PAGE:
The Gate of Dawn in Vilnius is famous all over the world for two reasons, primarily because of the miraculous icon of the Blessed Virgin Mary, exhibited in the chapel of the Gate of Dawn. Secondly – they say that sacred powers work wonders in this place. There are many stories about the Gate healing the sick, and punishing villains. Visit the Gate of Dawn, and ask for your miracle.
Gate of Dawn is in the most precarious spot
Today, the Gate of Dawn is associated with a house of worship to many people. However, several centuries ago it was one of the ten defensive gates built in the walls around Vilnius in the sixteenth century. Shooting holes prominent on the outer side of the gate are the reminders of that.
The Gate of Dawn was built in the most dangerous and most often attacked area of Vilnius. In 1799, the army of the Russian Empire destroyed the defensive wall of Vilnius but left the Gate of Dawn intact. It is believed that they were fearful of destroying the tenement of the sacred icon.
The famous painting of the Blessed Virgin Mary
One of the most famous Renaissance paintings in Lithuania – the miraculous icon of the Blessed Virgin Mary, Mother of Mercy, – is in the Chapel of the Gate of Dawn. It is also known as the Madonna of the Gate of Dawn, or the Vilnius’ Madonna. The painting was made in the seventeenth century specifically for this Chapel following the model of the Dutch artist Marten de Voso, and was worshiped by Uniates, Catholics, and Orthodox.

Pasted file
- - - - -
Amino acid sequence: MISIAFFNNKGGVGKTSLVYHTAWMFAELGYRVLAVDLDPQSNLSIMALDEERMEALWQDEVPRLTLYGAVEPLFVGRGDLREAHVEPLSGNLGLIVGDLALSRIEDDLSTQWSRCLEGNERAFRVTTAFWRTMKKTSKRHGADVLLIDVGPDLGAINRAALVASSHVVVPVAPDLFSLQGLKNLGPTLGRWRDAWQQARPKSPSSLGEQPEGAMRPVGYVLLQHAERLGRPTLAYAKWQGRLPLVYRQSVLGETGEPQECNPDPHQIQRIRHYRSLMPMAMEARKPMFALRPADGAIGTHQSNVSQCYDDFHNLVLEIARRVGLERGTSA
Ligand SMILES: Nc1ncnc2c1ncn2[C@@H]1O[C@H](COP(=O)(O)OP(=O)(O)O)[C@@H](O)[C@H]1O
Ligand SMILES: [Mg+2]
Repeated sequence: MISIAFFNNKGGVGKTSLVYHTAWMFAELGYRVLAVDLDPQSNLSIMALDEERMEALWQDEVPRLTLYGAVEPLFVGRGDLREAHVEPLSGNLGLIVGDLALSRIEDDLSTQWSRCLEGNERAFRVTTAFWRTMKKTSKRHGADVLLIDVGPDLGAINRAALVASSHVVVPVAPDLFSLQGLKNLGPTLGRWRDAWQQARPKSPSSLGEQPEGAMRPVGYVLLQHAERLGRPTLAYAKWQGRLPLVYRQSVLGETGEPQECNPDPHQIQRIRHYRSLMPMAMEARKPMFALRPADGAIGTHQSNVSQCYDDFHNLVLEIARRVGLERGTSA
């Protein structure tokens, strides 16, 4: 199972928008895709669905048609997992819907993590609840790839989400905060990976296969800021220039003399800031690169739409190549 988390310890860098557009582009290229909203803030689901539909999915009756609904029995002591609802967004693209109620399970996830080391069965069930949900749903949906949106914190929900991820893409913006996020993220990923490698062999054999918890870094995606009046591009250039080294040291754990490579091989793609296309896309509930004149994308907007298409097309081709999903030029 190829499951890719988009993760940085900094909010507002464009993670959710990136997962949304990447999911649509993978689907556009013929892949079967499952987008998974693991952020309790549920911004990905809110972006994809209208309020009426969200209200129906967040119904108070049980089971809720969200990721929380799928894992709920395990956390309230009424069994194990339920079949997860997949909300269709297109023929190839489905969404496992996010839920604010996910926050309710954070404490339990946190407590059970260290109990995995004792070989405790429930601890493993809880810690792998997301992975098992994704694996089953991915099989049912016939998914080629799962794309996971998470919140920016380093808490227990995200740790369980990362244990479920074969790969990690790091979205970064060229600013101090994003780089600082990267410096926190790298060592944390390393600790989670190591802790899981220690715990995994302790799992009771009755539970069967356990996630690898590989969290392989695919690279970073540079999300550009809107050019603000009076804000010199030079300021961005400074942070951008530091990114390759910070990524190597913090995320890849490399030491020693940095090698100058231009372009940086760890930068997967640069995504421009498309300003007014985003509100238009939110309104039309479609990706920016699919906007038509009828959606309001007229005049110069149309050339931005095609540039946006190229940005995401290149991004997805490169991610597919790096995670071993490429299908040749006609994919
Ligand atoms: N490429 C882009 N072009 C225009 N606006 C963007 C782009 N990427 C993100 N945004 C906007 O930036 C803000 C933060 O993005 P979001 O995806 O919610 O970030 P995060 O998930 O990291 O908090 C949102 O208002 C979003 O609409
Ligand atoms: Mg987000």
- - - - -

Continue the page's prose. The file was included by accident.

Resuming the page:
There are only a handful of paintings where the Blessed Virgin Mary is depicted alone, without a baby in her hands. This one is exactly like that and therefore so famous all over the world; its copies are found in numerous churches of other countries. For instance, in St. Severin Church in Paris, in many churches of Poland; and the Lithuanian chapel in Vatican is decorated with the same painting as here.
Women could not go to the Chapel of the Gate of Dawn
The Chapel was built so that the congregation could pray to the icon on the street, as earlier the Chapel was accessible only from the monastery garden, and laymen, especially women, were not allowed to go here.
The Chapel of the Gate of Dawn took its current look of Neoclassicism in the nineteenth century and is still functioning as a church. This special place was visited by Pope John Paul II who prayed the Rosary along with pilgrims from all over Lithuania and abroad.